In a series called My Hot Mess, inspired by the Wall Street Journal, we’ll speak to communicators around the globe about the things they’re doing right now to get through this hot mess we call life.
Today we talk to Brad Marley about how he’s coping during a pandemic. Check back every Friday to learn about a new
victim communicator and how they’re coping during this crazy time.
Wednesday, March 11 is the last day I sent my kids to school.
I kept them out of school that Thursday and Friday. It wasn’t because I’m some sort of predictor of global pandemics (I’m not) but, rather, I was taking them on a quick getaway Up North (in Michigan).
The trip took place, but there was an eerie pall cast over us the whole time, like everyone was holding their breath waiting for the virus to hit our state and force everyone into lockdown.
(Our governor ordered all schools closed on Friday, March 13.)
We got home from the trip on Sunday, March 15, and we’ve been at our house ever since.
Learning How to Single Dad During a Global Pandemic
If you would’ve told me at the beginning of the year that I would have to learn how to be a single dad during a global pandemic, I would’ve asked you where you were getting the really good drugs.
I lost my wife to breast cancer on January 28 of this year.
Less than two months later, we were forced to shelter-at-home.
What was going to be a particularly tough year has only gotten harder, especially because grief does not care one bit for your overall well-being.
Virus or not, we are dealing with things we never thought we would have to deal with, and learning how to cope as we go.
To be honest: it sucks. Real bad. But thanks to an enormous support group of friends and family, we will get through it.
But to say I want a do-over for 2020 is a severe understatement.
I’m a Part-Time Math Teacher Now
Because of COVID-19, not only am I trying to run a marketing & PR business, I’m also a part-time math teacher!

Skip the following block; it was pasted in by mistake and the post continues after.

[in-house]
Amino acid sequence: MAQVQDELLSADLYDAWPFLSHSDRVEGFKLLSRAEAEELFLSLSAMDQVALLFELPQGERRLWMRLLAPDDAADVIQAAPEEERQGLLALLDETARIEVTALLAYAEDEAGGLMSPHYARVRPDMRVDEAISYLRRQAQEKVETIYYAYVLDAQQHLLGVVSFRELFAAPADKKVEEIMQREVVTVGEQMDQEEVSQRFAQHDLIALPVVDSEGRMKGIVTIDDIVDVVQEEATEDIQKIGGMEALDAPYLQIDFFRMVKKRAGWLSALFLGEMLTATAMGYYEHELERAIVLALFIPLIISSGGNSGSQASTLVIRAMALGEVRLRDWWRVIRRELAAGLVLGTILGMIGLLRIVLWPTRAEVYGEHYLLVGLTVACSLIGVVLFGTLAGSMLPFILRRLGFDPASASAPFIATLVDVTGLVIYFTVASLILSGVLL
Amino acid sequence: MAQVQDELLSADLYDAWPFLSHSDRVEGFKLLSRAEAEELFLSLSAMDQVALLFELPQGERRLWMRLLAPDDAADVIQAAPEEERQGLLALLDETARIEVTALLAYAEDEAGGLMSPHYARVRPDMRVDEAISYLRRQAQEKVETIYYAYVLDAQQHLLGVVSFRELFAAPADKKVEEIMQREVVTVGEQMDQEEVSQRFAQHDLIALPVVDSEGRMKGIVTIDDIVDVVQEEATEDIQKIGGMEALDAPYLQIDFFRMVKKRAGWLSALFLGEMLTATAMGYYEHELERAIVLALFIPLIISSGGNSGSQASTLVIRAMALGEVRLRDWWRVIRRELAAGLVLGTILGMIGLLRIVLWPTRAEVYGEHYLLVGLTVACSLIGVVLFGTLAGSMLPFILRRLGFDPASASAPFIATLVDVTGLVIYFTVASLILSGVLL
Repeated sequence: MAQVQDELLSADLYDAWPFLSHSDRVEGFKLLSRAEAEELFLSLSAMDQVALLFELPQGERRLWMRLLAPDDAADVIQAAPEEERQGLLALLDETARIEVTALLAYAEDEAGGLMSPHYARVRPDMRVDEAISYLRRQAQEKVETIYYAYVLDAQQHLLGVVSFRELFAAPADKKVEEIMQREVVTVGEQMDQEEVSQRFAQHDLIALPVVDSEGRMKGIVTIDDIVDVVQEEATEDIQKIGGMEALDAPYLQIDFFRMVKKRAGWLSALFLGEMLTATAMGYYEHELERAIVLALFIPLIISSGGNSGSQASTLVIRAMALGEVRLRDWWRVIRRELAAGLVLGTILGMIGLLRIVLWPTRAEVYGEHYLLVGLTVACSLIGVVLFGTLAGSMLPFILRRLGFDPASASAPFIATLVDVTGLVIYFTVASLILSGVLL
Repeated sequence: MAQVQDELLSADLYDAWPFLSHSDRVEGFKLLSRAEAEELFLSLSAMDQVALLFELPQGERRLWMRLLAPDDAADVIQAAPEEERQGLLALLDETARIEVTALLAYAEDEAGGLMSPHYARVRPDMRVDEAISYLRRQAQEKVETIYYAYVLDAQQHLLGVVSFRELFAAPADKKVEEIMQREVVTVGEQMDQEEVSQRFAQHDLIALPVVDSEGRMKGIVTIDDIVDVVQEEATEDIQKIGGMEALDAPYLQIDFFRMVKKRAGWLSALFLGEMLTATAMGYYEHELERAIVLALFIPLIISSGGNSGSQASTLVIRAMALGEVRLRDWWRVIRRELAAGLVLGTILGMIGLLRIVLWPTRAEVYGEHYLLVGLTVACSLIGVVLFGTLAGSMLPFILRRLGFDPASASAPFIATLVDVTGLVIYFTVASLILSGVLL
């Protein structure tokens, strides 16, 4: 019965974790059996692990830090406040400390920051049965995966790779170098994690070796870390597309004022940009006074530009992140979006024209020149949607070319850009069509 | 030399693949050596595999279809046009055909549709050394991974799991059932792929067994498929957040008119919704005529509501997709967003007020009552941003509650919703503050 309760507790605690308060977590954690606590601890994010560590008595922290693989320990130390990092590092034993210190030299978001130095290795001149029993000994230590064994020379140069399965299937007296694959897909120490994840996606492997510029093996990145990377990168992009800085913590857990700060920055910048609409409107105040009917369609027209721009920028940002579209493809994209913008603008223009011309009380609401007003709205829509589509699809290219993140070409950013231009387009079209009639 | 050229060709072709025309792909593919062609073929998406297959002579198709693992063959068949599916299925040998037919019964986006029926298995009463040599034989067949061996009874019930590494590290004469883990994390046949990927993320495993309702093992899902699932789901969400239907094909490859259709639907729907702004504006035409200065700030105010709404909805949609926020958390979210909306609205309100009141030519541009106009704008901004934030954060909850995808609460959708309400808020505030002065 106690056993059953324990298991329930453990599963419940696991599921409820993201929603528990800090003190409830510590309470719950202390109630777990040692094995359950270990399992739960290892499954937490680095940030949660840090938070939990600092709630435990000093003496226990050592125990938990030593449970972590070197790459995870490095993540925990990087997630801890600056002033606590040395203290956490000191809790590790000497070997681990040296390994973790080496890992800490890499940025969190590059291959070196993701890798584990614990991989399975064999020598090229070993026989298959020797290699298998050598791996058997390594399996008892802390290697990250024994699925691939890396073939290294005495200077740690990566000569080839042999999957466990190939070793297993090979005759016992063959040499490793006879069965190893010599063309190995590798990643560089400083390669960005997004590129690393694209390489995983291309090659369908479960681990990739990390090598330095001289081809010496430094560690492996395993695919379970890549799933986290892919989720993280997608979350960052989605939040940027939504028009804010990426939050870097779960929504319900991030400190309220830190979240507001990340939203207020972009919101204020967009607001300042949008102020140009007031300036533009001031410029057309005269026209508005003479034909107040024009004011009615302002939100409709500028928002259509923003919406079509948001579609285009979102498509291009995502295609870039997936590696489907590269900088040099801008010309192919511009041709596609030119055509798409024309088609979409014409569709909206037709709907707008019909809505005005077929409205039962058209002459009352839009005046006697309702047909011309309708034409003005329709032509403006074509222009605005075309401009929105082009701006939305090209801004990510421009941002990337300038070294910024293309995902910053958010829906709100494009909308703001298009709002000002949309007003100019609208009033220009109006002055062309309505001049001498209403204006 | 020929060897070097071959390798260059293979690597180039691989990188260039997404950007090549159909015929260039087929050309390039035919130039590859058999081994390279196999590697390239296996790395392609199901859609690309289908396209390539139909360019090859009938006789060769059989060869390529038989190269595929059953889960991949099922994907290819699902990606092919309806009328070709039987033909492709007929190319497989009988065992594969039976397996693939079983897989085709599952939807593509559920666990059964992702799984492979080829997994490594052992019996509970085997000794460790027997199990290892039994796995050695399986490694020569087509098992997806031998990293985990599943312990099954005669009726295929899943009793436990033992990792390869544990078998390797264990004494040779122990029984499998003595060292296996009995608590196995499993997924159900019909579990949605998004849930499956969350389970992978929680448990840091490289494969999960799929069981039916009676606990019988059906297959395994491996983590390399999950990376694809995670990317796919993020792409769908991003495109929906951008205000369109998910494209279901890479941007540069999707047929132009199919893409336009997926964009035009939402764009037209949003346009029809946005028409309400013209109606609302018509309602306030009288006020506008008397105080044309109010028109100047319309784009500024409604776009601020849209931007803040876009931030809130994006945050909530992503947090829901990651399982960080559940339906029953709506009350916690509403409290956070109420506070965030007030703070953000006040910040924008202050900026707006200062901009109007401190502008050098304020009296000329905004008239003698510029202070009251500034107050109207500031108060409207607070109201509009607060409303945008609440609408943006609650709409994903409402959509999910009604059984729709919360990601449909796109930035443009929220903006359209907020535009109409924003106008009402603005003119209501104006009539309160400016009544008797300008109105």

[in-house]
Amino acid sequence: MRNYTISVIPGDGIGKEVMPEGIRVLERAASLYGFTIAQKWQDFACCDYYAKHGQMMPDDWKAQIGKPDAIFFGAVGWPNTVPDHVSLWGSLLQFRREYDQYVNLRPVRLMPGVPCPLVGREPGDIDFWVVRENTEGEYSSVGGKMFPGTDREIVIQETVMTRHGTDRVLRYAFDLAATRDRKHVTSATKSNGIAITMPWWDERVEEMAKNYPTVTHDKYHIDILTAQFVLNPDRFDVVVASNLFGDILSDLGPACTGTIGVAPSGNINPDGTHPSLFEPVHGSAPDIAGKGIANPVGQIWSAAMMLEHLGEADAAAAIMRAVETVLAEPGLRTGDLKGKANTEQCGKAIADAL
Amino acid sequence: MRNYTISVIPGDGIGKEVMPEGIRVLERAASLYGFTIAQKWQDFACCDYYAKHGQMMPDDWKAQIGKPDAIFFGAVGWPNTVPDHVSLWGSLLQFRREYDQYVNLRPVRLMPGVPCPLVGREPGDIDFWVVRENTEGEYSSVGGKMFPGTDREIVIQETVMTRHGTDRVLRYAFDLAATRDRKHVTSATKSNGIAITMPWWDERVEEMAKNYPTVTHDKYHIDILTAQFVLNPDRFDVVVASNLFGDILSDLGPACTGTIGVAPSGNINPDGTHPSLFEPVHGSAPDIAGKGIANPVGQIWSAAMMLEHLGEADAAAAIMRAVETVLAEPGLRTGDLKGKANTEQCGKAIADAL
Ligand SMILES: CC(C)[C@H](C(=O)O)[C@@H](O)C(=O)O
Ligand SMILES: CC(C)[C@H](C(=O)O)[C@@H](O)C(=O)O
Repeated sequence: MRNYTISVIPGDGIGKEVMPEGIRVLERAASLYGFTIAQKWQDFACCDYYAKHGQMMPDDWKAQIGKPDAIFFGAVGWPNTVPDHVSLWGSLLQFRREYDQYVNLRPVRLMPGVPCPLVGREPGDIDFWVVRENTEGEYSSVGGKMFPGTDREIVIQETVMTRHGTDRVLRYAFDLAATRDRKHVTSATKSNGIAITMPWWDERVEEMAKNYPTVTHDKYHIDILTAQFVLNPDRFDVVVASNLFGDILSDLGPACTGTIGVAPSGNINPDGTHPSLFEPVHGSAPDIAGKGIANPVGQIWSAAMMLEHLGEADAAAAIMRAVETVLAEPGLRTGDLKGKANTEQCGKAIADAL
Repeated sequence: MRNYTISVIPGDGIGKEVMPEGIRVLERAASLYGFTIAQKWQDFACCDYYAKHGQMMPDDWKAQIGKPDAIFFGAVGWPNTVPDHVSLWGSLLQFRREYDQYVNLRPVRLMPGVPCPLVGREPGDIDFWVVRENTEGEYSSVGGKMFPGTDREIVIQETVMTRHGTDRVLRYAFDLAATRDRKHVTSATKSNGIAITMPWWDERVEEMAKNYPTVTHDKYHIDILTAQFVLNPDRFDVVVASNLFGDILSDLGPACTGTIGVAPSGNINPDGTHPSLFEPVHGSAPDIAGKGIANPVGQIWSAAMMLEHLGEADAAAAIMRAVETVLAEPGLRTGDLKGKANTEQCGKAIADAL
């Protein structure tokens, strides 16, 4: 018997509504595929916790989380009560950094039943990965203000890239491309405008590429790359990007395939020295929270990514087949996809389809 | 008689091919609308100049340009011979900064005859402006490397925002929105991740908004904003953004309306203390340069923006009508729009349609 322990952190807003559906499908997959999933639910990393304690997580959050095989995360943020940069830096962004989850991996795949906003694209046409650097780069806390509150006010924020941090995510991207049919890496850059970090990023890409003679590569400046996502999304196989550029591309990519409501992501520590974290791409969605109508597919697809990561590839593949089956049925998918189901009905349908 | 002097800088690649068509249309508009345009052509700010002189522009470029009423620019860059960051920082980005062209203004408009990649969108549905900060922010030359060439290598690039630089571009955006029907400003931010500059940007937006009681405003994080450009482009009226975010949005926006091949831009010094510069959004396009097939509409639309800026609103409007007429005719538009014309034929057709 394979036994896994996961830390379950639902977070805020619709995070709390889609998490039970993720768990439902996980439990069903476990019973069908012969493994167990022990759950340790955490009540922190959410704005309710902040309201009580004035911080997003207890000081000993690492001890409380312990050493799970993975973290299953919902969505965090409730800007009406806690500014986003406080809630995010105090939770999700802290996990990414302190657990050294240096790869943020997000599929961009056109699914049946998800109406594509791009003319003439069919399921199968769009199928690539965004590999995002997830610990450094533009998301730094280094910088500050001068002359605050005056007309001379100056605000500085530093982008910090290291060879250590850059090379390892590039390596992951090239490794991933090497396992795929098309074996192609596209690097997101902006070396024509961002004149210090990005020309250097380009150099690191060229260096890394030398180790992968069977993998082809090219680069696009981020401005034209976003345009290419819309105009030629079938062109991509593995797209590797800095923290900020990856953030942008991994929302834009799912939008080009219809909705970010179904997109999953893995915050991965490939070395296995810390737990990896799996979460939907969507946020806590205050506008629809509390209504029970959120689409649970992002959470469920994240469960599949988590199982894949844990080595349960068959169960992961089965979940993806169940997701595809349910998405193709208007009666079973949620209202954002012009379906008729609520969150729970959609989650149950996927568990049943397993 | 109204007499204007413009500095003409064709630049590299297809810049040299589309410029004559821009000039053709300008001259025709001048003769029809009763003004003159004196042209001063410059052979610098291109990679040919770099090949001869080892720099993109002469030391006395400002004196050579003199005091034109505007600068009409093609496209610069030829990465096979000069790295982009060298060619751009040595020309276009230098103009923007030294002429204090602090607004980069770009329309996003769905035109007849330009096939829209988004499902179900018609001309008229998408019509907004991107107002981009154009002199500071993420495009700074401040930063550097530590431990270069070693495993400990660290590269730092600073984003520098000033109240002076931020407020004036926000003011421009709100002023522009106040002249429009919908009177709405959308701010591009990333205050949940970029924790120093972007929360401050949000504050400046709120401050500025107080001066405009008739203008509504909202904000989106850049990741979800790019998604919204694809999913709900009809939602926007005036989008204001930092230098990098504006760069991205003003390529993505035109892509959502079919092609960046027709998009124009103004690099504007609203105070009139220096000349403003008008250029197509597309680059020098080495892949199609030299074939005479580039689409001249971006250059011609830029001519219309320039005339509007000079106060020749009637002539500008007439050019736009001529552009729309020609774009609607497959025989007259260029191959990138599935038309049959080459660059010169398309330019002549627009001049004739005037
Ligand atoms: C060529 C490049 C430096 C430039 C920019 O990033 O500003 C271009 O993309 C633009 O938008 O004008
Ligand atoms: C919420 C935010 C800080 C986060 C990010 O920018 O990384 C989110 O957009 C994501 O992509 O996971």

Let me say this: math is not my strong suit.
There have been tears. There has been screaming. Papers and pencils have been flung into the far recesses of the kitchen. And then when I finally sit down with my daughter to teach her long division, the whole process begins again.
I think it was Shonda Rhimes on Twitter who said teachers should be paid something like eleventy billion dollars a year to teach our kids.
I think fifty billion gazillion is more appropriate.
Luckily, my brother is a math teacher, so I can lean on him when times were tough, which is always.
No Excuse to Not Workout
The gym I go to has been updating members with workouts we can do at home during the pandemic since the gym has been closed since mid-March.
Some days, these workouts are the only thing keeping me going.
Whereas before I could make the excuse that I didn’t want to get in my car and drive the 10 minutes to the gym, it’s real hard to make the excuse that I don’t want to walk down the stairs to the basement to put in 45 minutes of exercise.
Thus, I work out most days, and it keeps me sane.
I highly suggest weaving fitness into your pandemic routine.
Now that the weather is (finally) warming up, there are more options available.
Trying to Run a Business
How do you market your services during a global pandemic?
That’s a question I never thought I would ask myself, but here we are.
My business partner and I have been brainstorming on a regular basis as to how to position ourselves to come out of this stronger, working under the assumption that smaller, more nimble agencies (like ours) will be more attractive to companies who want their stories told.
I’m sure somebody once said that out of crisis comes opportunity, so I’m living by that mantra right now.
It beats the alternative, which is to look at this with a glass-half-empty mindset and retreat into a cocoon of fear until we can emerge.
Not Making Sourdough Starter
Seems everyone on social media has made their sourdough starter by now.
I imagine decades from now, families will gather around their kitchen tables to break bread and regale each other with stories of how grandma started this sourdough in her tiny kitchen during the global COVID-19 pandemic of 2020.
Even though I bill myself as a storyteller, my kids won’t be telling their kids about our sourdough starter, because I’m not making any bread.
Pop tarts in the air fryer is as far as I’m willing to go.
They’re easy to make, totally unhealthy, and delicious, which is how everything cooking during a pandemic should be.
As of this writing, it’s been 70 days since my kids became full-time members of the household, but who’s counting?